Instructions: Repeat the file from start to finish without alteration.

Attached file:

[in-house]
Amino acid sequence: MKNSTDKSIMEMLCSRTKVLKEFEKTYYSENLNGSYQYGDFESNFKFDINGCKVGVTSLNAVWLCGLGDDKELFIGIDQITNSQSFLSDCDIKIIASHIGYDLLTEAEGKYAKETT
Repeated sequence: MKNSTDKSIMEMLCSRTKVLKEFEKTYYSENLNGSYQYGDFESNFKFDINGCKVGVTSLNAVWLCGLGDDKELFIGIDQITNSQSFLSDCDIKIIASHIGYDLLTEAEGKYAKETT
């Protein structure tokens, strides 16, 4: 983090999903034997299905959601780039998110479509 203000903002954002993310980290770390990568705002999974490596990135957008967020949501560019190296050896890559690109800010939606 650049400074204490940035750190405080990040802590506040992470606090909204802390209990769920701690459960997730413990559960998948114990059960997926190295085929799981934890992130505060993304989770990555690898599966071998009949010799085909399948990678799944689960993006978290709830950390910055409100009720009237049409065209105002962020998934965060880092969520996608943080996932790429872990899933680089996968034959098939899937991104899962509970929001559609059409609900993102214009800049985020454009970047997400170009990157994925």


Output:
[in-house]
Amino acid sequence: MKNSTDKSIMEMLCSRTKVLKEFEKTYYSENLNGSYQYGDFESNFKFDINGCKVGVTSLNAVWLCGLGDDKELFIGIDQITNSQSFLSDCDIKIIASHIGYDLLTEAEGKYAKETT
Repeated sequence: MKNSTDKSIMEMLCSRTKVLKEFEKTYYSENLNGSYQYGDFESNFKFDINGCKVGVTSLNAVWLCGLGDDKELFIGIDQITNSQSFLSDCDIKIIASHIGYDLLTEAEGKYAKETT
């Protein structure tokens, strides 16, 4: 983090999903034997299905959601780039998110479509 203000903002954002993310980290770390990568705002999974490596990135957008967020949501560019190296050896890559690109800010939606 650049400074204490940035750190405080990040802590506040992470606090909204802390209990769920701690459960997730413990559960998948114990059960997926190295085929799981934890992130505060993304989770990555690898599966071998009949010799085909399948990678799944689960993006978290709830950390910055409100009720009237049409065209105002962020998934965060880092969520996608943080996932790429872990899933680089996968034959098939899937991104899962509970929001559609059409609900993102214009800049985020454009970047997400170009990157994925």